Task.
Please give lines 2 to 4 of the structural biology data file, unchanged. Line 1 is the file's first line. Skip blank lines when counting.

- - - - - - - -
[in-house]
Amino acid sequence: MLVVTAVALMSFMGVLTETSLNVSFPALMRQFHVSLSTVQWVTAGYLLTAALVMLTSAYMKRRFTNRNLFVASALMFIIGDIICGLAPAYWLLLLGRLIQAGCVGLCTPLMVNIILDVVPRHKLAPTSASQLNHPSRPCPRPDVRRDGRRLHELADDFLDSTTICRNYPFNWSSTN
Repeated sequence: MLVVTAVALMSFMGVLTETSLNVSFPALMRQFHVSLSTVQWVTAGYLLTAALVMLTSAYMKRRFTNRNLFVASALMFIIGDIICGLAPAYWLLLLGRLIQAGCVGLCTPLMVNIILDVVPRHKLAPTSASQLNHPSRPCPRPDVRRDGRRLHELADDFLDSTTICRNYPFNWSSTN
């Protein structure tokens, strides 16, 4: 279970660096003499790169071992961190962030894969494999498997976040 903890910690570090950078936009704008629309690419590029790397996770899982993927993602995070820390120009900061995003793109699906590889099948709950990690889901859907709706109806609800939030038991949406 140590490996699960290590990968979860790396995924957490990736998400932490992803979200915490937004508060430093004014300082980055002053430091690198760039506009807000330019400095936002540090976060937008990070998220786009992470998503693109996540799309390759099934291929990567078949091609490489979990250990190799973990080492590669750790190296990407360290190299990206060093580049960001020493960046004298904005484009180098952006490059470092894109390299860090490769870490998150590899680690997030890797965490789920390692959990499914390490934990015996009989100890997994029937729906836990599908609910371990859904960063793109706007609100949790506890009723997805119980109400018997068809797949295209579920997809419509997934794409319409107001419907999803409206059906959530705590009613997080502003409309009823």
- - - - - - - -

Amino acid sequence: MLVVTAVALMSFMGVLTETSLNVSFPALMRQFHVSLSTVQWVTAGYLLTAALVMLTSAYMKRRFTNRNLFVASALMFIIGDIICGLAPAYWLLLLGRLIQAGCVGLCTPLMVNIILDVVPRHKLAPTSASQLNHPSRPCPRPDVRRDGRRLHELADDFLDSTTICRNYPFNWSSTN
Repeated sequence: MLVVTAVALMSFMGVLTETSLNVSFPALMRQFHVSLSTVQWVTAGYLLTAALVMLTSAYMKRRFTNRNLFVASALMFIIGDIICGLAPAYWLLLLGRLIQAGCVGLCTPLMVNIILDVVPRHKLAPTSASQLNHPSRPCPRPDVRRDGRRLHELADDFLDSTTICRNYPFNWSSTN
């Protein structure tokens, strides 16, 4: 279970660096003499790169071992961190962030894969494999498997976040 903890910690570090950078936009704008629309690419590029790397996770899982993927993602995070820390120009900061995003793109699906590889099948709950990690889901859907709706109806609800939030038991949406 140590490996699960290590990968979860790396995924957490990736998400932490992803979200915490937004508060430093004014300082980055002053430091690198760039506009807000330019400095936002540090976060937008990070998220786009992470998503693109996540799309390759099934291929990567078949091609490489979990250990190799973990080492590669750790190296990407360290190299990206060093580049960001020493960046004298904005484009180098952006490059470092894109390299860090490769870490998150590899680690997030890797965490789920390692959990499914390490934990015996009989100890997994029937729906836990599908609910371990859904960063793109706007609100949790506890009723997805119980109400018997068809797949295209579920997809419509997934794409319409107001419907999803409206059906959530705590009613997080502003409309009823």